Canvas House’s wavy brick façade stands out in its suburban Toronto context

Canvas House by Partisans brings a wavy brick façade to its sleepy Toronto suburban neighbourhood

Canvas House exterior detail
(Image credit: Doublespace)

Just by laying eyes on Canvas House, it is clear there's something special going on in this part of the sleepy Forest Hill neighbourhood of Toronto. The home's wavy brick façade brings a subtle, sculptural quality to the residential street – while inside, minimalist architecture interiors make for a perfect, elegant backdrop for the owners' extensive art collection. The house's creators, local architecture studio Partisans, drew on the massing of the surrounding Georgian houses to carve a square-ish dwelling featuring a distinctive, undulating skin. 

Canvas House hero exterior

(Image credit: Doublespace)

Canvas House: behind the façade

The monochromatic, off-white patterns on Canvas House's façades create a playful juxtaposition to the period character and symmetry in the surrounding homes. The architects write: 'The rhythmic façade responds to function by swelling outward to form an overhang above the door and receding to allow light around the second-floor skylight. The movement within the masonry is unscripted yet arranged like the motions of a theatre drape, which is an ode to the client's background in theatre production.'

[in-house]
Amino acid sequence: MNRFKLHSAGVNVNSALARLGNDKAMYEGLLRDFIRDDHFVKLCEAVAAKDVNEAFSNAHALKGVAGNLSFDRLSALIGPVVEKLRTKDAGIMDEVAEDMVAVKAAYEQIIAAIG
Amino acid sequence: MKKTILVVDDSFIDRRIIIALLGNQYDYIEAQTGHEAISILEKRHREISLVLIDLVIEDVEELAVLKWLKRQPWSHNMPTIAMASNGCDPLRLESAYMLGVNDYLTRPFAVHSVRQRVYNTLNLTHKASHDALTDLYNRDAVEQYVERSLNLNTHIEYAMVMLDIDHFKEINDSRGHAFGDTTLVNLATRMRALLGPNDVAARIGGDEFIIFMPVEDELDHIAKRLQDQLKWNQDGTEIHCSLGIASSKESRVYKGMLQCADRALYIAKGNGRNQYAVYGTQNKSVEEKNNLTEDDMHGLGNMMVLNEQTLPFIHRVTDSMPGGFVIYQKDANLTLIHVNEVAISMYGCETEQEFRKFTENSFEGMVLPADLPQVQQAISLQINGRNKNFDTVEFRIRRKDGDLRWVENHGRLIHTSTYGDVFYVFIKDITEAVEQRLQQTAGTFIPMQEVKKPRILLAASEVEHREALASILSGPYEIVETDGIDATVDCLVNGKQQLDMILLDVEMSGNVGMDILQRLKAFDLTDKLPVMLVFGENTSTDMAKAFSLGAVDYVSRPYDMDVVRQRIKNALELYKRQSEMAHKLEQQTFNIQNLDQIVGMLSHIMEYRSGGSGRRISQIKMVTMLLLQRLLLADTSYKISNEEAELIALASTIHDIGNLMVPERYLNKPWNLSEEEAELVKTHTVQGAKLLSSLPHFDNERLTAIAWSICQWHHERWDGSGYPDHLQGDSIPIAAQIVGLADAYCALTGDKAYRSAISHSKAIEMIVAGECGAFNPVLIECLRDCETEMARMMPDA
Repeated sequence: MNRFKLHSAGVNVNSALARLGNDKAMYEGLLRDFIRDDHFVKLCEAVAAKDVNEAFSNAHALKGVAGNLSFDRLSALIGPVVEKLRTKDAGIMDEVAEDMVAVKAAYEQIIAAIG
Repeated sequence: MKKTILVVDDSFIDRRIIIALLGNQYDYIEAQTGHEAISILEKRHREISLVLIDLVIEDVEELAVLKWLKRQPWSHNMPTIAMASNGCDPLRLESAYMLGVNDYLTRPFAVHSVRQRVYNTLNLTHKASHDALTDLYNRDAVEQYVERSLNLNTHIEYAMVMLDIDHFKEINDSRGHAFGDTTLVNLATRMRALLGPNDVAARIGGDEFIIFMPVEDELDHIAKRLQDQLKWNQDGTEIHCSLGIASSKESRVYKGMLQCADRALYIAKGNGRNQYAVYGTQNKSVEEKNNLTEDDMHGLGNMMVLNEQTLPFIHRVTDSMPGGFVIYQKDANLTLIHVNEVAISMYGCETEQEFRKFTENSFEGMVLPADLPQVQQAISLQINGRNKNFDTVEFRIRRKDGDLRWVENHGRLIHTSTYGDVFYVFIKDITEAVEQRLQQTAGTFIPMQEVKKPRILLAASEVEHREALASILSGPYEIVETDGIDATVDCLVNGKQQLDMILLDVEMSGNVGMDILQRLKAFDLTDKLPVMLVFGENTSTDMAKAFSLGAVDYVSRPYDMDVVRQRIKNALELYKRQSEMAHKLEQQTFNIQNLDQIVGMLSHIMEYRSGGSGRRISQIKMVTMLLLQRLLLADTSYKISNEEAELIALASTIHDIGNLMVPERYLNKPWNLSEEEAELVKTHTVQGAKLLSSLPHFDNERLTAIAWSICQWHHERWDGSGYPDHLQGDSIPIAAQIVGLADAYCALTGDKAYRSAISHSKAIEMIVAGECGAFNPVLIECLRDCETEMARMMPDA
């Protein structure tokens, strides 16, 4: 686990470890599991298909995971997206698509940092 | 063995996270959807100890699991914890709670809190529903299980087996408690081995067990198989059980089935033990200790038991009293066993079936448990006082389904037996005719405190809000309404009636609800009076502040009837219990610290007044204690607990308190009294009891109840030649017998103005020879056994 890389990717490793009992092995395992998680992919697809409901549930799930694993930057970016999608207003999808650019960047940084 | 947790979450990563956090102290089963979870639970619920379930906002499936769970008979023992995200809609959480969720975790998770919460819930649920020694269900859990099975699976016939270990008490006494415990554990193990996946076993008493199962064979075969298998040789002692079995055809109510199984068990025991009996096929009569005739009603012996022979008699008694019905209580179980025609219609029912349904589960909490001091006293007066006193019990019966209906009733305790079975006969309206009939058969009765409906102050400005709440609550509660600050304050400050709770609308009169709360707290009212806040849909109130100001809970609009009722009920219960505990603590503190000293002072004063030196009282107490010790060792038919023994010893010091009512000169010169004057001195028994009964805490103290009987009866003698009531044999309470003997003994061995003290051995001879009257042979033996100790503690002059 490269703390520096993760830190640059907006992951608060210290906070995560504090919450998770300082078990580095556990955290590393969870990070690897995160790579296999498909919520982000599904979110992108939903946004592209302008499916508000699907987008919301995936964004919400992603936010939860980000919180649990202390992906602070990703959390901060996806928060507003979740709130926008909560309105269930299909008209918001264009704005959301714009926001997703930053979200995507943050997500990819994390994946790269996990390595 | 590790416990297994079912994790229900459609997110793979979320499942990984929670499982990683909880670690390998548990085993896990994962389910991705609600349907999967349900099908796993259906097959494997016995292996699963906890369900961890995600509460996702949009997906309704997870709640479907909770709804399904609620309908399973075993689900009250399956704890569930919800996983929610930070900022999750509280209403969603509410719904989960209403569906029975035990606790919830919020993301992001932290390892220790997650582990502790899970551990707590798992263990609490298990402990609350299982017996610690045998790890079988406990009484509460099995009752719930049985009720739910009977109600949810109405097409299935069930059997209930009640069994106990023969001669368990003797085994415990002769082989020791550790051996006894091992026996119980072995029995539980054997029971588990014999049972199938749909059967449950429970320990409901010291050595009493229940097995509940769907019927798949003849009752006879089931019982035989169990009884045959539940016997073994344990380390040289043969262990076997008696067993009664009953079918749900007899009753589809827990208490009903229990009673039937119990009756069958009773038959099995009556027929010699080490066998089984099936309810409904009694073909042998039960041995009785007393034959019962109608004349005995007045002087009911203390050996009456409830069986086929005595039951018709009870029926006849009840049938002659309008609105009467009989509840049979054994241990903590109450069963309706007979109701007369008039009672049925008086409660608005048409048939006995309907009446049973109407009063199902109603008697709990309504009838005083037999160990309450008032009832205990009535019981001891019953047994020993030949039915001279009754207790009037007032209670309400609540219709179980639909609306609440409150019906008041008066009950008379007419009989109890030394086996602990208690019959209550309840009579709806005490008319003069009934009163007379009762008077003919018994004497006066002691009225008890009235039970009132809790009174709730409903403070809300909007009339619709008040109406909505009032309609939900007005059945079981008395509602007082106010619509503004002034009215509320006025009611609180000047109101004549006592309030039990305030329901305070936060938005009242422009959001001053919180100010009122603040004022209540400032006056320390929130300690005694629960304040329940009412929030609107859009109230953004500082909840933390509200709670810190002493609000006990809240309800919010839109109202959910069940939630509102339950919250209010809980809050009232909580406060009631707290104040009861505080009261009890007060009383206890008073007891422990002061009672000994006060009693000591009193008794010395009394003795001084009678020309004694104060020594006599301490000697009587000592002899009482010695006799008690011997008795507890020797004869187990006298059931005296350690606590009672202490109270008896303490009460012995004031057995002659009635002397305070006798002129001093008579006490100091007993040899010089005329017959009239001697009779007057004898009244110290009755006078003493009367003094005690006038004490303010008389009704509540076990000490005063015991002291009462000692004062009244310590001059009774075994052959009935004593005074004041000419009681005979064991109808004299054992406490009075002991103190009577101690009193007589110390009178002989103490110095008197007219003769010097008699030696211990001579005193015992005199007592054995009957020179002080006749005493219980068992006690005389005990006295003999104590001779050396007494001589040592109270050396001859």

Canvas House brickwork detail

(Image credit: Doublespace)

The design pushes modern masonry techniques to the limit, coming together to form randomised patterns made of a repeating unit of five bricks. The whole was inspired by painter Larry Poons' early works.

Canvas House exterior side view with rippling textured façade

(Image credit: Doublespace)

Inside, the building fabric becomes smoother, a white envelope bathed in light and shadow play throughout the day. Gentle curves in the volumes and features – such as the staircase, door handles and fireplace – bring subtle dynamism to the interior. 

Canvas House exterior at dusk

(Image credit: Doublespace)

Elsewhere, clean white walls make for a gallery like feel where paintings can be hang and take centre stage. It all 'results in a calm, airy, contemplative interior, an apt home for a captivating contemporary art collection', the architects write.

Canvas House living space with fireplace

(Image credit: Doublespace)

Canvas House interior of staircase

(Image credit: Doublespace)

Canvas House interior with lounge chair

(Image credit: Doublespace)

Canvas House interior of top of stairs landing

(Image credit: Doublespace)

Canvas House interior with sofa

(Image credit: Doublespace)

partisans.com 

Ellie Stathaki is the Architecture Editor at Wallpaper*. She trained as an architect at the Aristotle University of Thessaloniki in Greece and studied architectural history at the Bartlett in London. Now an established journalist, she has been a member of the Wallpaper* team since 2006, visiting buildings across the globe and interviewing leading architects such as Tadao Ando and Rem Koolhaas. Ellie has also taken part in judging panels, moderated events, curated shows and contributed in books, such as The Contemporary House (Thames & Hudson, 2018) and Glenn Sestig Architecture Diary (2020).